New Year's Eve 1978: The Grateful Dead's 8-Hour Concert, With Breakfast After
The Grateful Dead perform at Winterland on December 31, 1978 in San Francisco, California. Left to right: Bob Weir, Donna Godchaux, Jerry Garcia, Keith Godchaux, Bill Kreutzmann, Phil Lesh and Mickey Hart (hand only). Photo by Ed Perlstein/Redferns/Getty
Saying goodbye to San Francisco’s Winterland Ballroom was not an easy task. The venue played host to thousands of memorable shows. It can be seen in music documentaries that span genre and it’s namechecked by some of the greatest artists of the ‘60s and ‘70s. Winterland’s final day of operation was on December 31, 1978, and to close out the year and the venue’s existence the final show was orchestrated by San Francisco’s own Grateful Dead.
Rather than perform a regular set (if such a thing exists for the group) they played an eight hour long concert that went into the New Year and featured drop-ins from the New Riders of the Purple Sage, the Blues Brothers and Ken Kesey. As the sun rose and the band put down their guitars, they fed the audience breakfast before saying goodbye to the Winterland Ballroom for the last time.
The Winterland Holds A Place In The Hearts Of Every West Coast Music Fan
Built in 1928 as an ice skating rink, the Winterland became a part of rock n roll lore in 1966 when promoter Bill Graham began renting it out to accommodate surging audiences from the Fillmore West. By 1971 he was renting the Winterland full time and running weekly shows for artists like Jimi Hendrix, Cream, Jefferson Airplane and pretty much anyone who could fill the 5,000-plus seats. The venue wasn’t just the home for flower children and rockers singing about their love of psychedelics: Bruce Springsteen recorded plenty of live sets there, and the Ramones packed the Winterland during their infancy. But the band who called the venue home was the Grateful Dead.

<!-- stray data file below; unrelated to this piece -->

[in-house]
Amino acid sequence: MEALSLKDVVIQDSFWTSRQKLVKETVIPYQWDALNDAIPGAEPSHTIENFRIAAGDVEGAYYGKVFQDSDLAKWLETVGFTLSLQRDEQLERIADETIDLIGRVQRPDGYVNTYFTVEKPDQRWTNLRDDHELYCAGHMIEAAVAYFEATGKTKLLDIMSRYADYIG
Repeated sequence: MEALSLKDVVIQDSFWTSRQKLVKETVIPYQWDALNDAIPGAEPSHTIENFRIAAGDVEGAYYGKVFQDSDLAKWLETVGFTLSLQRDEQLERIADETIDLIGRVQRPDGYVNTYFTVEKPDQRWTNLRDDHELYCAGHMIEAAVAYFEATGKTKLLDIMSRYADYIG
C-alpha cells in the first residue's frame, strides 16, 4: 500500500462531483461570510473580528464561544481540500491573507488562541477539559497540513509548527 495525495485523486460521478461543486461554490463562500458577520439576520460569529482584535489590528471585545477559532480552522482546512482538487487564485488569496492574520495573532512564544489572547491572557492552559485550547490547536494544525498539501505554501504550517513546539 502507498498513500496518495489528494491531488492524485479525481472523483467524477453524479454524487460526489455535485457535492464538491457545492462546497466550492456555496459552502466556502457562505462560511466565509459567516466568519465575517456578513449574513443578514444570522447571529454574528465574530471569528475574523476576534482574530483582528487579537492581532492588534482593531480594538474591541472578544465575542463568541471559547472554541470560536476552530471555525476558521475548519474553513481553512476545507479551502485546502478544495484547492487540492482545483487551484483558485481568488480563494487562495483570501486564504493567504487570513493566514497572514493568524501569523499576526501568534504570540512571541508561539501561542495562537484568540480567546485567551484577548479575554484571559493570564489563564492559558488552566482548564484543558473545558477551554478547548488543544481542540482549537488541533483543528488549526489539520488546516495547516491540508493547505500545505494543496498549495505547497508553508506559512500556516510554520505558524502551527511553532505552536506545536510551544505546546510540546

Home Court Advantage
For music fans in the Bay Area, seeing the Dead at Winterland in the ‘70s was like catching a glimpse of the Golden Gate Bridge - you didn’t have to go our of your way to make that happen. Between 1968 and 1978 the Dead played at Winterland a whopping 59 times. They recorded pieces of their 1971 live album at the venue, they played there five nights in a row while filming The Grateful Dead Movie in 1974, and when they returned from Egypt in 1978 they played another five-night run. Winterland wasn’t just another place to play, it was home, it was a place where they felt safe. The band could step on the stage and do whatever they wanted.